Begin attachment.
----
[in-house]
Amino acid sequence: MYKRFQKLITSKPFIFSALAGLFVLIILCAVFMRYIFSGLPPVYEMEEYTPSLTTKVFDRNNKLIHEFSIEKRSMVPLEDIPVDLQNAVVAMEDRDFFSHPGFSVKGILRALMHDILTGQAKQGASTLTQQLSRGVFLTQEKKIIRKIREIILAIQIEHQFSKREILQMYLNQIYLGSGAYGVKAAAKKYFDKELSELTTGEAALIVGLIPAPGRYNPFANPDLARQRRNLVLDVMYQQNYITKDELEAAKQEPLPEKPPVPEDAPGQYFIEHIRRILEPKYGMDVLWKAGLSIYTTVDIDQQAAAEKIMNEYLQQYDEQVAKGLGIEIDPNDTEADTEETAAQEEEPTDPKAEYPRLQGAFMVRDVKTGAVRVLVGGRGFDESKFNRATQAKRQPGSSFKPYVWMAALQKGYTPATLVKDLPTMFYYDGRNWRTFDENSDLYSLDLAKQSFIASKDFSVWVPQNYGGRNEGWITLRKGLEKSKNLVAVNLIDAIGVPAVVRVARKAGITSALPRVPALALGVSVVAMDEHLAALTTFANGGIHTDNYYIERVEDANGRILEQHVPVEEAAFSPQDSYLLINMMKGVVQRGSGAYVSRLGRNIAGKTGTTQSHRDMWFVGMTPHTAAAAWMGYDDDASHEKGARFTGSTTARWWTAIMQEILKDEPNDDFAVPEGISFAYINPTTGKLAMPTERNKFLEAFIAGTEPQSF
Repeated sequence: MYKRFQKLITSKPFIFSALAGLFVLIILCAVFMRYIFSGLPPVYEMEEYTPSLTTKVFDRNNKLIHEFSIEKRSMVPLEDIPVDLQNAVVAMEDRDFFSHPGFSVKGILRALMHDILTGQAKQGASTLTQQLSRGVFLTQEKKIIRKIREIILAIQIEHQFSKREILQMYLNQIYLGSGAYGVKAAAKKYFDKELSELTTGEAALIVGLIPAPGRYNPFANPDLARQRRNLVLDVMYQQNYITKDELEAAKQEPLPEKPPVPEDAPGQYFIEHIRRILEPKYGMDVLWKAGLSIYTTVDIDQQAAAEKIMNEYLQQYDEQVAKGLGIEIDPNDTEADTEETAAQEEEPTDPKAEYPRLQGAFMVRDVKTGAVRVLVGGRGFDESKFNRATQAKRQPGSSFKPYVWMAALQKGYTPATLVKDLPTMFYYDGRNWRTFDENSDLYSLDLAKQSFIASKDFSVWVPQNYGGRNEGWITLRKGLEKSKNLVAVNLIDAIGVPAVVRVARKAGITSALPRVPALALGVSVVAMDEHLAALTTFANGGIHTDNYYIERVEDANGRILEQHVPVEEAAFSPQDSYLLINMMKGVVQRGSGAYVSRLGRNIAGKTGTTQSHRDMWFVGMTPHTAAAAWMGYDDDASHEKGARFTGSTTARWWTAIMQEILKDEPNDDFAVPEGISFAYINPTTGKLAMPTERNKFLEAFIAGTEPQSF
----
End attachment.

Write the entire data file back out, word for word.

[in-house]
Amino acid sequence: MYKRFQKLITSKPFIFSALAGLFVLIILCAVFMRYIFSGLPPVYEMEEYTPSLTTKVFDRNNKLIHEFSIEKRSMVPLEDIPVDLQNAVVAMEDRDFFSHPGFSVKGILRALMHDILTGQAKQGASTLTQQLSRGVFLTQEKKIIRKIREIILAIQIEHQFSKREILQMYLNQIYLGSGAYGVKAAAKKYFDKELSELTTGEAALIVGLIPAPGRYNPFANPDLARQRRNLVLDVMYQQNYITKDELEAAKQEPLPEKPPVPEDAPGQYFIEHIRRILEPKYGMDVLWKAGLSIYTTVDIDQQAAAEKIMNEYLQQYDEQVAKGLGIEIDPNDTEADTEETAAQEEEPTDPKAEYPRLQGAFMVRDVKTGAVRVLVGGRGFDESKFNRATQAKRQPGSSFKPYVWMAALQKGYTPATLVKDLPTMFYYDGRNWRTFDENSDLYSLDLAKQSFIASKDFSVWVPQNYGGRNEGWITLRKGLEKSKNLVAVNLIDAIGVPAVVRVARKAGITSALPRVPALALGVSVVAMDEHLAALTTFANGGIHTDNYYIERVEDANGRILEQHVPVEEAAFSPQDSYLLINMMKGVVQRGSGAYVSRLGRNIAGKTGTTQSHRDMWFVGMTPHTAAAAWMGYDDDASHEKGARFTGSTTARWWTAIMQEILKDEPNDDFAVPEGISFAYINPTTGKLAMPTERNKFLEAFIAGTEPQSF
Repeated sequence: MYKRFQKLITSKPFIFSALAGLFVLIILCAVFMRYIFSGLPPVYEMEEYTPSLTTKVFDRNNKLIHEFSIEKRSMVPLEDIPVDLQNAVVAMEDRDFFSHPGFSVKGILRALMHDILTGQAKQGASTLTQQLSRGVFLTQEKKIIRKIREIILAIQIEHQFSKREILQMYLNQIYLGSGAYGVKAAAKKYFDKELSELTTGEAALIVGLIPAPGRYNPFANPDLARQRRNLVLDVMYQQNYITKDELEAAKQEPLPEKPPVPEDAPGQYFIEHIRRILEPKYGMDVLWKAGLSIYTTVDIDQQAAAEKIMNEYLQQYDEQVAKGLGIEIDPNDTEADTEETAAQEEEPTDPKAEYPRLQGAFMVRDVKTGAVRVLVGGRGFDESKFNRATQAKRQPGSSFKPYVWMAALQKGYTPATLVKDLPTMFYYDGRNWRTFDENSDLYSLDLAKQSFIASKDFSVWVPQNYGGRNEGWITLRKGLEKSKNLVAVNLIDAIGVPAVVRVARKAGITSALPRVPALALGVSVVAMDEHLAALTTFANGGIHTDNYYIERVEDANGRILEQHVPVEEAAFSPQDSYLLINMMKGVVQRGSGAYVSRLGRNIAGKTGTTQSHRDMWFVGMTPHTAAAAWMGYDDDASHEKGARFTGSTTARWWTAIMQEILKDEPNDDFAVPEGISFAYINPTTGKLAMPTERNKFLEAFIAGTEPQSF